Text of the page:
Wednesday, September 18, 2013

Dawson lately

Several months ago I was at my wits end with our second-born child (which wasn't anything out of the ordinary. I guess my wits don't really ever end. Because I'm there all the time). I had been praying for wisdom a lot. I needed some kind of breakthrough. I felt like I'd tried everything and had been praying over him nearly every night for the past couple of years or so. "God, help Dawson to be kind and gentle and loving. Fill him up with joy and peace." (And then one time he had a baby sitter named Joy so every time I prayed that, he'd interrupt me and say, "where's Joy?" :) God must have put a little bug in my ear (He's good at that) because this book title popped into my head that I had read about at some point and I went and looked it up on Amazon and just bought it. I don't buy books. Like, ever. If its not at my library or a loaner from a friend, I don't read it. But for some reason I was desperate enough and forked over the $9.78 and downloaded it onto my Kindle (the one I never use. Because I don't buy books. My father-in-law got it for free and gave it to me. So I don't feel too bad not using it.)

This book changed. my. life. And Dawson's life along with it.

First- let me say a HUGE apology to every mom with a fit-throwing toddler out in public who's parenting skills I was so quick to judge. Little did I know that it is so NOT about the parent but nearly ALL about the makeup of that child. We carried Bennett screaming and crying out of a public place ONCE when he was three. And I thought that had something to do with me. Ha. I needed a large slice of humble pie. By now, I've eaten more than my fair share. (I suppose that goes with the territory of motherhood, doesn't it??) Which is why I wholeheartedly agree with the statement that parenting is so much more about teaching us than about us teaching our kids.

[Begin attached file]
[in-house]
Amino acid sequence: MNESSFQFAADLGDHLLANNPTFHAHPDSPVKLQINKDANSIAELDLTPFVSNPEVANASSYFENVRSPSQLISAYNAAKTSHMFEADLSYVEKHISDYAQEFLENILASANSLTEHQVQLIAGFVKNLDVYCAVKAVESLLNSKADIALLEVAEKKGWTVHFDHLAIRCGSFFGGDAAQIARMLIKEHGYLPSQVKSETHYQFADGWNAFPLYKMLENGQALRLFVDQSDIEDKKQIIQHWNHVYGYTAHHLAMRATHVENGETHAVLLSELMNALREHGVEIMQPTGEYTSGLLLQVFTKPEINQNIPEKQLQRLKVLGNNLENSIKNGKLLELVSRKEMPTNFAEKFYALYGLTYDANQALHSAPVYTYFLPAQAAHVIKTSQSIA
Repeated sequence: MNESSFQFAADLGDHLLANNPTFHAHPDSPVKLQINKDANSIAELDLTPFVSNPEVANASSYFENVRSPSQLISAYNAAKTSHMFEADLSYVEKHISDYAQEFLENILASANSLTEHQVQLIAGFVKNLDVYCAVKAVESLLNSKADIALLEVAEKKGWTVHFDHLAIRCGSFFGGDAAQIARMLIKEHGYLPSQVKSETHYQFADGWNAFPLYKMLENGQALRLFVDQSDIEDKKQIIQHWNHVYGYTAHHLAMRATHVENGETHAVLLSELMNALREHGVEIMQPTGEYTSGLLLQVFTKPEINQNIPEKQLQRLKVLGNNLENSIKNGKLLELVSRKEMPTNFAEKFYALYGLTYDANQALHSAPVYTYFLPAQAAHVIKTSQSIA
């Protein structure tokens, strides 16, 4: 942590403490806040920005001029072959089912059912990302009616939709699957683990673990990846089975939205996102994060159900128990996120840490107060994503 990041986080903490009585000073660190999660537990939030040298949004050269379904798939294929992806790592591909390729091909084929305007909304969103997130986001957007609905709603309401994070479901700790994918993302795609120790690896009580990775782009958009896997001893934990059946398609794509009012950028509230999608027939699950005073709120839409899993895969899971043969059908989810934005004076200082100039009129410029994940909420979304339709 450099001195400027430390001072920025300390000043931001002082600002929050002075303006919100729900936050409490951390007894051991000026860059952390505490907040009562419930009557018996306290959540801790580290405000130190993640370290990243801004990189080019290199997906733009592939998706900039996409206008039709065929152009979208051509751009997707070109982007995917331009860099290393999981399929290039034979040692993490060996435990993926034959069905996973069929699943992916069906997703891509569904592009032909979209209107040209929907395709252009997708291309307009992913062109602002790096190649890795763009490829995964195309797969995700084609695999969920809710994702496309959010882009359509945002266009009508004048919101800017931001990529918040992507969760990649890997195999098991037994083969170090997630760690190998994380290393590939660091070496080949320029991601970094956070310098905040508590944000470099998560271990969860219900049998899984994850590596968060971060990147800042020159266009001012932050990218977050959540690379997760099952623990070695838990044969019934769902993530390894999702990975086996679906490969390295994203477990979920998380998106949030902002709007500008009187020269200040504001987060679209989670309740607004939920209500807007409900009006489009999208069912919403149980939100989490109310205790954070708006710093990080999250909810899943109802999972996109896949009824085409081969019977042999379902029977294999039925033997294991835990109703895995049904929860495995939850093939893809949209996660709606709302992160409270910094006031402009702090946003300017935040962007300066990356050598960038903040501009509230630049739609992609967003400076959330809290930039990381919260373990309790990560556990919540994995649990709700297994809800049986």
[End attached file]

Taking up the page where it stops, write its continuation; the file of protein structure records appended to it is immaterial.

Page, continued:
If all of these words describe your child, please get a copy of the book, Raising Your Spirited Child, TODAY: Intense, Persistent, Sensitive, Perceptive, Difficulty Adapting (And the bonus traits--your spirited child may have some or all of these. Dawson has all of them: Irregular, Energetic, First Reaction is negative to anything new or different and Moody). (If these traits describe your child but you'd score them a 3 out of 5 or lower on a few of them, then they're probably just spunky, not spirited.)

This book helped me turn all of the negative labels I had for my child and switch them to positive ones. And to realize that all of the characteristics that made him so difficult to parent at 2 years old, will be celebrated when he's an adult (if directed in a healthy way). It also made me understand that he sees/feels/smells/hears things differently than an average kid. He literally has heightened senses, which makes loud, busy, crowded places a nightmare for him. I've learned what is likely to set off a tantrum and how to possibly avoid it. (He still has tantrums. A lot of them. But they're shorter and more sporadic. And I don't feel like I want to run away from home anymore.)
 All smiles. When he's ready:
(He started preschool a couple of weeks ago. Blogging time is hard to come by these days. And he's in 3yr preschool because his birthday is Sept. 14th)